The manor of Landreyne is said, in a MS. volume, drawn up by the last male heir of the Spoure family, and containing an account of that family and their possessions, to have belonged to William Lord Wallis, who was attainted in the reign of Edward III., and had a daughter Christian married to John Trebartha: we can find no account of this Lord Wallis in any other heraldic books, either printed or manuscript; it is certain that the manors of Landreyne and Northill belonged to the Courtenays, Earls of Devon; and having been forfeited by attainder, were annexed to the duchy of Cornwall. Landreyne was purchased, under the powers of the land-tax redemption act, in 1799, by the late Francis Rodd, Esq., whose son, Francis Hearle Rodd, Esq., is now lord of that manor, and of Trebartha, Treveniel, Tolcarne, Tremollet, and Trewithy, all in this parish. Mr. Polwhele (fn. n19) speaks of Walter Reynell as having been lord of the manor of Trebartha in the reign of Richard I., on the authority of a manuscript in the British Museum: it was at a later period the property and seat of an ancient family, who took their name from the place of their abode, and became extinct in the male line in the reign of Henry VII., when their heiress brought this estate to the Spoures: the last-mentioned family became extinct in the year 1729. Mrs. Grylls, the heiress of this family, being in her second widowhood (fn. n20), bequeathed Trebartha and other estates to her intended third husband (fn. n21), Francis Rodd, Esq., a Herefordshire gentleman, captain in the Coldstream regiment of Guards, grandfather of Francis Hearle Rodd, Esq., the present proprietor: the manor of Treveniel and Tolcarne were included in the bequest of Mrs. Grylls: Treveniel was purchased, by the Spoures, of Sir George Carew, in the sixteenth century; by immemorial custom, the lord of this manor claimed of the mayor of Launceston the service of holding his stirrup whenever he should mount his horse, on the occasion of the Duke of Cornwall's coming to Launceston. The manor of Tolcarne or Talkarne was formerly the seat and property of a family of that name, from whom it passed, by marriage, to George Kekewich, Esq., of Shropshire: in or about the year 1630, it was purchased of John Kekewich, Esq., of Catchfrench, by Richard Spoure, Esq.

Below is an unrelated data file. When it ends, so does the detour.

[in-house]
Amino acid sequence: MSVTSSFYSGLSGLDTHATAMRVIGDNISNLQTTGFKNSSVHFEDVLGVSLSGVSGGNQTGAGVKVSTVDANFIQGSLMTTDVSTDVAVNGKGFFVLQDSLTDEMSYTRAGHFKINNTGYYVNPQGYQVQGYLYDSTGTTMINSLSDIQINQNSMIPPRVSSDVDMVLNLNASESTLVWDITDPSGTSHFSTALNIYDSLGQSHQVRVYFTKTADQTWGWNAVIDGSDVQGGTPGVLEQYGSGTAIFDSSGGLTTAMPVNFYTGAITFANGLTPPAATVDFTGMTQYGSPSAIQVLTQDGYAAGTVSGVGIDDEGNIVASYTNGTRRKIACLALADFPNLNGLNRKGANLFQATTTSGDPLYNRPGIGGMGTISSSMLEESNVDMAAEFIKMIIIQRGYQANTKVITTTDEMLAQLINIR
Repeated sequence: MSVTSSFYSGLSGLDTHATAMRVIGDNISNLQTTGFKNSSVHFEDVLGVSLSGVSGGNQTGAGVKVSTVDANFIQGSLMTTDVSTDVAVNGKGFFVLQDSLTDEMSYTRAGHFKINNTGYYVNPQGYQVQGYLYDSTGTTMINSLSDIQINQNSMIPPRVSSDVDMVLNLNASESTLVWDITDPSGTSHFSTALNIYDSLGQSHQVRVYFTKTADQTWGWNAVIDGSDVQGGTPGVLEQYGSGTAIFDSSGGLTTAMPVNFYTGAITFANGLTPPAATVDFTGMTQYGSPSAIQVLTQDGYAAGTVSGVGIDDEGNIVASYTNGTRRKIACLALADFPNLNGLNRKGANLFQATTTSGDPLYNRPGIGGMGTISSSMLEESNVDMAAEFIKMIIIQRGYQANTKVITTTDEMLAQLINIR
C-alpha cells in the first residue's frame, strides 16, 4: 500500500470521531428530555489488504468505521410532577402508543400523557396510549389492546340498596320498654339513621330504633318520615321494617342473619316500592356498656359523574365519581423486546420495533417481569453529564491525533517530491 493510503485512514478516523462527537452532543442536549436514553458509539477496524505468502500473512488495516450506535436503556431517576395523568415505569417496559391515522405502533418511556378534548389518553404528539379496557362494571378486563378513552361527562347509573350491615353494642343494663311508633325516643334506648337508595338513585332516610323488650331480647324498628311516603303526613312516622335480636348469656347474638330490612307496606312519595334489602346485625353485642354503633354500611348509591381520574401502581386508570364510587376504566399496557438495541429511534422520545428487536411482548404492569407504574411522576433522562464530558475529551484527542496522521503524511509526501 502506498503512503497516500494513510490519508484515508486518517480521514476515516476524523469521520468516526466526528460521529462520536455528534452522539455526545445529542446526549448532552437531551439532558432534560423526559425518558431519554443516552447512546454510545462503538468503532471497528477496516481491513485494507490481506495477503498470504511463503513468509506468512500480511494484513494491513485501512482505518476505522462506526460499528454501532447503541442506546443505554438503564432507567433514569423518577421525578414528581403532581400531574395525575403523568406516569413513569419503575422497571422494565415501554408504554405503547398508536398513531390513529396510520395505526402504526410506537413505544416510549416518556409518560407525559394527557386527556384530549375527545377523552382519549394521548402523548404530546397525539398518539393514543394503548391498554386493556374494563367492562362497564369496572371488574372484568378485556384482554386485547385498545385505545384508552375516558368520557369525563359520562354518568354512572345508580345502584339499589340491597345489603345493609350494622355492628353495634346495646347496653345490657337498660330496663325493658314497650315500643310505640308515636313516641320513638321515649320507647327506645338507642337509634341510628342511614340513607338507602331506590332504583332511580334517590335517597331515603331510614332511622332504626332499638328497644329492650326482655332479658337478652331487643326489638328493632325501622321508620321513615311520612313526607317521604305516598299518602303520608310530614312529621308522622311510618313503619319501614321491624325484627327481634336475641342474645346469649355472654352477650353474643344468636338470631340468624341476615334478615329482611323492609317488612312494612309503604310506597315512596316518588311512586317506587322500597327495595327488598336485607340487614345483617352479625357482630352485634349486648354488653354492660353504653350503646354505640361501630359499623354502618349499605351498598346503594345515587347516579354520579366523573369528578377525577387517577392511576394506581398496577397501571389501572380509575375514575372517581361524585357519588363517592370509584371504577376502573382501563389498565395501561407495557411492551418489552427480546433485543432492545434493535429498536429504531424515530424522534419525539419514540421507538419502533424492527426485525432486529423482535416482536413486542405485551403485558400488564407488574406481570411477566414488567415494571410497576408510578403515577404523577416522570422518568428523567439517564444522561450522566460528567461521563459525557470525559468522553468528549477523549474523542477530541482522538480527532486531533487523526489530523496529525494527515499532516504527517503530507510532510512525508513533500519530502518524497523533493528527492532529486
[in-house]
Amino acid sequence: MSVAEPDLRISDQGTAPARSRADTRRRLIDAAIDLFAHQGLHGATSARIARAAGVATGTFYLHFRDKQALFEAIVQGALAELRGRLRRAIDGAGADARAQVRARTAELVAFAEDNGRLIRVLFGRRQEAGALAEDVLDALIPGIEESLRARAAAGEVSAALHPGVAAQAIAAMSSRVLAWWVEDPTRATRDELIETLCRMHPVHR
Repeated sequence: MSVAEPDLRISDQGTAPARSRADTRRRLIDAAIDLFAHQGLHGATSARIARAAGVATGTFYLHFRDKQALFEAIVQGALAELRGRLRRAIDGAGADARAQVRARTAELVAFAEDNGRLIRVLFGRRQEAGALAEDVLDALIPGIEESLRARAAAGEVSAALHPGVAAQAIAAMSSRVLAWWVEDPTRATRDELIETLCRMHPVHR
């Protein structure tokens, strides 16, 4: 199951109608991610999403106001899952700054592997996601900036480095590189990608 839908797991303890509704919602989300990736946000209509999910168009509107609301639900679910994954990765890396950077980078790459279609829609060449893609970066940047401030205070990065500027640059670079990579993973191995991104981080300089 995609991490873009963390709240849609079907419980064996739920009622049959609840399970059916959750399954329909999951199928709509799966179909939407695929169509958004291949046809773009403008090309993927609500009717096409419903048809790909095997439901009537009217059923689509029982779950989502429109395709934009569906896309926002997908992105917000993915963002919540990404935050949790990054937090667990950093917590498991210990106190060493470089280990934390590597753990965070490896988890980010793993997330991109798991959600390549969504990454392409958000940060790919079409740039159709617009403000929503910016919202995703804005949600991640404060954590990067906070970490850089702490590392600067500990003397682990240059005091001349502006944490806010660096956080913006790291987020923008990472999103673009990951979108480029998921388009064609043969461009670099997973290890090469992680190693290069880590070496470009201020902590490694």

The manor of Tremolla or Tremollet belonged to the Tregians: in the year 1635 it was purchased by Jonathan Rashleigh, Esq., whose descendant, Philip Rashleigh, Esq., in 1783, sold it to the late Colonel Rodd. The manor of Trewithe or Trewithy belonged to the Vincents, whose heiress brought it to the Darleys: it was purchased of the latter, in 1783, by Mr. John Tyeth, who in 1803 sold it to the late Colonel Rodd. Battens, successively a seat of the Vincents, and their representatives, the Darleys, is now a farm-house, the property of F. H. Rodd, Esq. The manor of Trefrize extends into this parish.
In the parish-church are memorials of the families of Spoure and Darley; F. H. Rodd, Esq. is patron of the rectory. There were formerly chapels at Landreyne and Trebartha, in this parish. (fn. n22)